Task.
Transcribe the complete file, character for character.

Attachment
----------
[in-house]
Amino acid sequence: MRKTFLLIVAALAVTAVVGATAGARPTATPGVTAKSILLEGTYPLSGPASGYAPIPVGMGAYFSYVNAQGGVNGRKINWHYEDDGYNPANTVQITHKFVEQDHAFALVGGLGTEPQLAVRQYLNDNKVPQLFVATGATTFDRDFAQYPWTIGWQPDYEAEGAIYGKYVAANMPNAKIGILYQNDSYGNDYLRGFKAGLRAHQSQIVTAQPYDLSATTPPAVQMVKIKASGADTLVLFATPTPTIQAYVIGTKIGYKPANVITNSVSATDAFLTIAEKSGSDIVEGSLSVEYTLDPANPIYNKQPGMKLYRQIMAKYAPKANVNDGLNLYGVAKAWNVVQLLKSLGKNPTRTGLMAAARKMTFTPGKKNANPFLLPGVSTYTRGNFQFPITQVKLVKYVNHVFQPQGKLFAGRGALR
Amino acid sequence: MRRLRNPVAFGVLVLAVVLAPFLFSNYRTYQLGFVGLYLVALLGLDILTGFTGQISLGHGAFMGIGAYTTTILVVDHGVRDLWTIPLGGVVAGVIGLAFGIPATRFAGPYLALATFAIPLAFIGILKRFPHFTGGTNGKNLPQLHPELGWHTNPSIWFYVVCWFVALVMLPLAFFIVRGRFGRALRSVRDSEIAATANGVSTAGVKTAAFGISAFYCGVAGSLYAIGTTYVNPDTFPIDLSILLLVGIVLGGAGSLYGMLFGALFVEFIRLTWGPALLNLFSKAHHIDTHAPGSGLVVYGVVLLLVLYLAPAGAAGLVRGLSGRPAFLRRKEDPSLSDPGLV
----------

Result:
[in-house]
Amino acid sequence: MRKTFLLIVAALAVTAVVGATAGARPTATPGVTAKSILLEGTYPLSGPASGYAPIPVGMGAYFSYVNAQGGVNGRKINWHYEDDGYNPANTVQITHKFVEQDHAFALVGGLGTEPQLAVRQYLNDNKVPQLFVATGATTFDRDFAQYPWTIGWQPDYEAEGAIYGKYVAANMPNAKIGILYQNDSYGNDYLRGFKAGLRAHQSQIVTAQPYDLSATTPPAVQMVKIKASGADTLVLFATPTPTIQAYVIGTKIGYKPANVITNSVSATDAFLTIAEKSGSDIVEGSLSVEYTLDPANPIYNKQPGMKLYRQIMAKYAPKANVNDGLNLYGVAKAWNVVQLLKSLGKNPTRTGLMAAARKMTFTPGKKNANPFLLPGVSTYTRGNFQFPITQVKLVKYVNHVFQPQGKLFAGRGALR
Amino acid sequence: MRRLRNPVAFGVLVLAVVLAPFLFSNYRTYQLGFVGLYLVALLGLDILTGFTGQISLGHGAFMGIGAYTTTILVVDHGVRDLWTIPLGGVVAGVIGLAFGIPATRFAGPYLALATFAIPLAFIGILKRFPHFTGGTNGKNLPQLHPELGWHTNPSIWFYVVCWFVALVMLPLAFFIVRGRFGRALRSVRDSEIAATANGVSTAGVKTAAFGISAFYCGVAGSLYAIGTTYVNPDTFPIDLSILLLVGIVLGGAGSLYGMLFGALFVEFIRLTWGPALLNLFSKAHHIDTHAPGSGLVVYGVVLLLVLYLAPAGAAGLVRGLSGRPAFLRRKEDPSLSDPGLV